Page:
My dad once told me that F. Scott Fitzgerald would write down all of the seemingly random sentences that came to him throughout the course of a day and then try to work them into what he was writing. Whether this is true, I do not really wish to know. In my head, at least, it’s why Fitzgerald’s books have such a peculiar ability to haunt. They have sentences that can spring free of context and just follow you around for a day, a week, a month.
Don’t wake the Tarkington ghosts. This line has been in my head for years. My copy of The Last Tycoon, Fitzgerald’s final novel, is dated November 2nd, 1996, in the inside cover. So I guess I’ve been worrying on and off about the Tarkington ghosts for the best part of 25 years. I have never woken them! Fitzgerald would be proud. But still, those ghosts are always with me, always slumbering.
The Last Tycoon is my favourite Fitzgerald. It’s set in Hollywood and narrated by Cecilia, a girl who has “never been in pictures” but grew up in the business. Her father is a studio bigwig. Valentino came to her fifth birthday. So: “Even before the age of reason I was in a position to watch the wheels go round.” Cecilia is the Carraway of this book, then, but with slight alterations. Still, Cecilia is largely there to watch in the book’s first parts, and the person she watches the most in Monroe Stahr.
Stahr is a brilliant studio guy – he’s got a knack with making movies. I gather he’s loosely based on Irving Thalberg, but because I came to The Last Tycoon first and worked back from there, in my head, Thalberg is always based on Stahr. Stahr’s looking for a particular woman – so far, so Gatsby. But whereas Gatsby’s business affairs are one of his book’s deeper secrets, we get to see Stahr working, and for me it’s this stuff that overpowers the main plots.
I love books about people doing their jobs. Skyfaring: a Journey with a Pilot. There’s a book for you. Just you, a Boeing 747 captain, and beautiful prose about what he does and where he goes. The Last Tycoon’s middle section follows Stahr through the ins and outs of his job, negotiating with difficult actors, dealing with unions, coaching an English novelist who thinks they’re a bit too good to write for pictures. There’s a wonderful scene where Stahr’s just spitballing, trying to jog loose movie ideas while playing a game that involves tossing change into a lampshade. There’s a real sense of accuracy to all this, too. Fitzgerald worked in Hollywood in his later years. You’re getting both an inside account and a bit of imagination – Fitzgerald never flew as high as Stahr.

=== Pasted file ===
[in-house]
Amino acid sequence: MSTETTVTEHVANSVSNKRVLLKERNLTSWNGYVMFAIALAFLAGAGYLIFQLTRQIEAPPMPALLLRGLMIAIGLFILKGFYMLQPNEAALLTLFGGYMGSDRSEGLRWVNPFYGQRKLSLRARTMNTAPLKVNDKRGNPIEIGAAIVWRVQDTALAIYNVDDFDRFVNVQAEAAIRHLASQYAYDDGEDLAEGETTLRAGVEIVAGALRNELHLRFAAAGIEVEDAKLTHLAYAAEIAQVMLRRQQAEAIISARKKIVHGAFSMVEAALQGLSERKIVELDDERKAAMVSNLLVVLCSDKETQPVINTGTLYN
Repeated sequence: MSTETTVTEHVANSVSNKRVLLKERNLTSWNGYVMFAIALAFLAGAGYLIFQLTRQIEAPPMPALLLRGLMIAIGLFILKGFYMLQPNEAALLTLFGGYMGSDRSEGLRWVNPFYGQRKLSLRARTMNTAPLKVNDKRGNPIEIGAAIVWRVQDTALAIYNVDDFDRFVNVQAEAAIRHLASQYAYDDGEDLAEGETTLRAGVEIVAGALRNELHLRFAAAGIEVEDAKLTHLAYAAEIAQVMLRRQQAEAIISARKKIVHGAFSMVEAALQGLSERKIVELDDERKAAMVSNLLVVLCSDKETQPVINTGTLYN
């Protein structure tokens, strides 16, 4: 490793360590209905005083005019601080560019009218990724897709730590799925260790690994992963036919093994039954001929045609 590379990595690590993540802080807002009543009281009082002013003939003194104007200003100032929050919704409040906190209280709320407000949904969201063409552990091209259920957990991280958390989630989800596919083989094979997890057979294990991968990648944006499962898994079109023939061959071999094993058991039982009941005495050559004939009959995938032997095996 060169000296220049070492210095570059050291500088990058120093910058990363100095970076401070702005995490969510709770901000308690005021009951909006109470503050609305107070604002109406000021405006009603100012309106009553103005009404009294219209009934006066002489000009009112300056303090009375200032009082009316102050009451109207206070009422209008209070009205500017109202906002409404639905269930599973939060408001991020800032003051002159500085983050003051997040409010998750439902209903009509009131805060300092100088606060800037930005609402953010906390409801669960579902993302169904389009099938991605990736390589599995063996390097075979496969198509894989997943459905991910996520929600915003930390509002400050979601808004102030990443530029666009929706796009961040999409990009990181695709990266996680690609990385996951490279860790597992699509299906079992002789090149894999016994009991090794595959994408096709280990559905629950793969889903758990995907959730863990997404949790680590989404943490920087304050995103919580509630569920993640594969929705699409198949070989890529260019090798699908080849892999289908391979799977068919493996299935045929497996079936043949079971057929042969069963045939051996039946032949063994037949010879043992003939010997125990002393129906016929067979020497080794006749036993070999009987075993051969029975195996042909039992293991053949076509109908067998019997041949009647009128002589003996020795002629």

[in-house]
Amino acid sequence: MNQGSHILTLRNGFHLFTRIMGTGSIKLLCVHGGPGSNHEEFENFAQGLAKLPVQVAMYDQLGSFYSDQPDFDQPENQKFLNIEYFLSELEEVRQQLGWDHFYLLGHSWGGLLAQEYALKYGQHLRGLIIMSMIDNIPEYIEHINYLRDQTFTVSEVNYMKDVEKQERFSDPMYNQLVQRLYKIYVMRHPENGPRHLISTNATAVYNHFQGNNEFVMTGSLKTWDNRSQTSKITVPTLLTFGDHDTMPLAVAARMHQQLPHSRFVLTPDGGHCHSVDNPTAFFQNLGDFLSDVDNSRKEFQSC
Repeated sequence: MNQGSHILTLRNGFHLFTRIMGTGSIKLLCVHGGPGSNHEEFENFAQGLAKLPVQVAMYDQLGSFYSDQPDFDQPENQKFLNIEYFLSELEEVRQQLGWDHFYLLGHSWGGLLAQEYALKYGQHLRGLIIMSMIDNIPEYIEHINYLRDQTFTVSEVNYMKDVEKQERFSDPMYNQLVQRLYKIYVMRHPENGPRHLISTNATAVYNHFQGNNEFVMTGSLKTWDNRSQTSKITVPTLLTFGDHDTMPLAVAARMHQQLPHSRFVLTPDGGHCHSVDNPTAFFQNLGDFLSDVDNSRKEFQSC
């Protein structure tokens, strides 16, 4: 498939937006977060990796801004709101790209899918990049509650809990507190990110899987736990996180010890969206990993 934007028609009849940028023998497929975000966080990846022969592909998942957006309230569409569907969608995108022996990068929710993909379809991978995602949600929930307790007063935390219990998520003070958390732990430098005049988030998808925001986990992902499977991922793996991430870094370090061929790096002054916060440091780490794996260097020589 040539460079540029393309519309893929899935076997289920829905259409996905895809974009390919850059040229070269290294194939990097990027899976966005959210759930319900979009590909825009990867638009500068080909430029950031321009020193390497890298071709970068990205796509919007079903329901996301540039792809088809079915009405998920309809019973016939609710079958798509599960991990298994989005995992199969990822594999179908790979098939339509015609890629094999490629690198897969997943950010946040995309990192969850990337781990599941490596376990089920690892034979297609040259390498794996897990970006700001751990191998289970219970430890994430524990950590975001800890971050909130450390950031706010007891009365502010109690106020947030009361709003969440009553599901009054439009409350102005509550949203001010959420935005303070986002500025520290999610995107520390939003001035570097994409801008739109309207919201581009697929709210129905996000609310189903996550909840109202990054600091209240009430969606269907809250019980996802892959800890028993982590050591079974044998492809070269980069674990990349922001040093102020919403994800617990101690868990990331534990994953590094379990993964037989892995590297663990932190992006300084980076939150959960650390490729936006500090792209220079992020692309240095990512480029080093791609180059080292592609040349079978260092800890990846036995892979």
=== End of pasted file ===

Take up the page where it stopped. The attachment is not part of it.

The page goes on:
I can’t read this book now without wishing I could play it. The Last Tycoon Tycoon! There are plenty of Tycoon games, and I imagine The Movies would get me pretty close. But there’s something about the setting, about Fitzgerald and those sentences of his. I want a tycoon game with the soul of a poet, a tycoon game that contains the same mystery, that maybe has room for Stahr’s love, and for Cecilia too.
And there’s this big reason I think it would work so beautifully as a game. The Last Tycoon isn’t just Fitzgerald’s last book, it’s unfinished. You get about half the plot and then the rest is just notes, because Fitzgerald died of a heart attack. (In a William Gibson novel, I’m pretty sure I read that the site of his death was a Virgin Megastore in the 1990s. I want to say he died in the World Music section?)
For me, the last part of the book, the inchoate lines and notes and personal reminders, are my favourite parts. Here are Fitzgerald’s brilliant sentences truly unmoored. Girl like a record with a blank on the other side. Wily plagiarists. He makes observations about characters. He writes down warnings to himself: ACTION IS CHARACTER. He tells himself not to wake the Tarkington ghosts.
This is what games could give you, I think. Games are different from movies and books in many ways, but here’s a biggy: they don’t have to end. Sometimes, when they do end, we don’t really believe it anyway. We play past it. The Last Tycoon could continue forever as a game, and nobody would wake those ghosts.